When government imposes burdens on businesses - taxes, fees, onerous regulations - what is the result? Those costs are passed on to consumers in the form of higher prices for the goods and services businesses provide. So when citizens and public officials push for taxing businesses (or taxing them more), they are actually pushing to tax all of us more.
Another effect of government burdens on business is to make a state or nation's business climate less friendly. Businesses then look to build facilities or expand overseas, or in the next state, where taxes and regulations are lower. In other words, high taxes and regulations tend to drive away investment and hiring.
So we applaud the work of lawmakers including state Rep. Bob Gunther, R-Fairmont, who this week helped guide a bill through the state House of Representatives. It reduces and then eliminates state property taxes on businesses. The goal is to make the state more friendly to job creators, to let them know "Minnesota is open for business," as Gunther says.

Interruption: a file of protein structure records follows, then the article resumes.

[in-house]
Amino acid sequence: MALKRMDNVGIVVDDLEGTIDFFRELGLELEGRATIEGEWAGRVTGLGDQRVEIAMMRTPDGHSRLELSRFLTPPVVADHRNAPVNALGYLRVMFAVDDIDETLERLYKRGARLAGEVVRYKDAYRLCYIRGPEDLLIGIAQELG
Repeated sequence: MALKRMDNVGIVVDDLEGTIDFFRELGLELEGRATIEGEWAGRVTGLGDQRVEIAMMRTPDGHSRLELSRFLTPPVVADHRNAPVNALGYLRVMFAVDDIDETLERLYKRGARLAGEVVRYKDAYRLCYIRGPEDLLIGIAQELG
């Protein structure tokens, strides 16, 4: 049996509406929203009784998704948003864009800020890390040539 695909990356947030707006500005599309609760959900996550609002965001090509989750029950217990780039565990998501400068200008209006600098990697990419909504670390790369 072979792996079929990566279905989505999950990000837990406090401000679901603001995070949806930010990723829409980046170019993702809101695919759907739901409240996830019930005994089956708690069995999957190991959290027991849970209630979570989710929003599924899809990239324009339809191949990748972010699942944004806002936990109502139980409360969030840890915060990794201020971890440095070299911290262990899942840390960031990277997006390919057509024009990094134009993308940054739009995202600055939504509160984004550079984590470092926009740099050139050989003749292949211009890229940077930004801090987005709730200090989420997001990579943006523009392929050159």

The opposition's response to this bill tells us a lot about their misperceptions of society. DFL Rep. Paul Marquart of Dilworth sees the bill, of course, in terms of class warfare. He says it benefits wealthy corporations and hurts senior citizens and the middle class. He is referring to a proposed reduction in the size of a renter credit to help offset the $880 million the state will "lose" by eliminating the business property tax. But the renter credit reduction only relates to that portion of rent that covers the building owner's property tax. So right there is the perfect example of a business (a landlord) passing on taxes to customers (renters). But Marquart can't see it. He is too blinded, as are many, by an unjust vision of the business community.
Such prejudices need to be set aside to foster a more prosperous Minnesota. The bill passed this week is a good step.